The advanced mystic has little value for the masses, who can neither understand his attainment nor profit by his example. He may be willing to give them his grace but how can they receive it? Sensitivity of mind and conscious search for the Divine must exist as prerequisite conditions before this can happen. If he is to teach at all, he must teach ripe individuals. He must leave all others to the tuition of institutional religion. Nor can he wisely engage himself in forming groups and organizing societies. These at best are for the half-ripe. The best work of a mystical leader calls for personal attention and individual guidance.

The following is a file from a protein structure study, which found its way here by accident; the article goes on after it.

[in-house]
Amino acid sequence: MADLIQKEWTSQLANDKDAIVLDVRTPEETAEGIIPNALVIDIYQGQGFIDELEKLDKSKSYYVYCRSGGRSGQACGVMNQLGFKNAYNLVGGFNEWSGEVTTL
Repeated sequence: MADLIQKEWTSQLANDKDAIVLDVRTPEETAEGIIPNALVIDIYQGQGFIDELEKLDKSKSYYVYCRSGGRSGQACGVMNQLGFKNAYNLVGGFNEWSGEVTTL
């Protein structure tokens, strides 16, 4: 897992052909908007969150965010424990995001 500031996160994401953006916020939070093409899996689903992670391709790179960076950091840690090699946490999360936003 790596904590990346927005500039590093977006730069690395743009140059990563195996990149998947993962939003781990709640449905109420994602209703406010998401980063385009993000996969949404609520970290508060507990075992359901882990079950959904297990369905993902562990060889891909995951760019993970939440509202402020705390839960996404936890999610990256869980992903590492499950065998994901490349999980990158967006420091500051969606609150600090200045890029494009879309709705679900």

-- Notebooks Category 20: What Is Philosophy? > Chapter 2: Its Contemporary Influence > # 293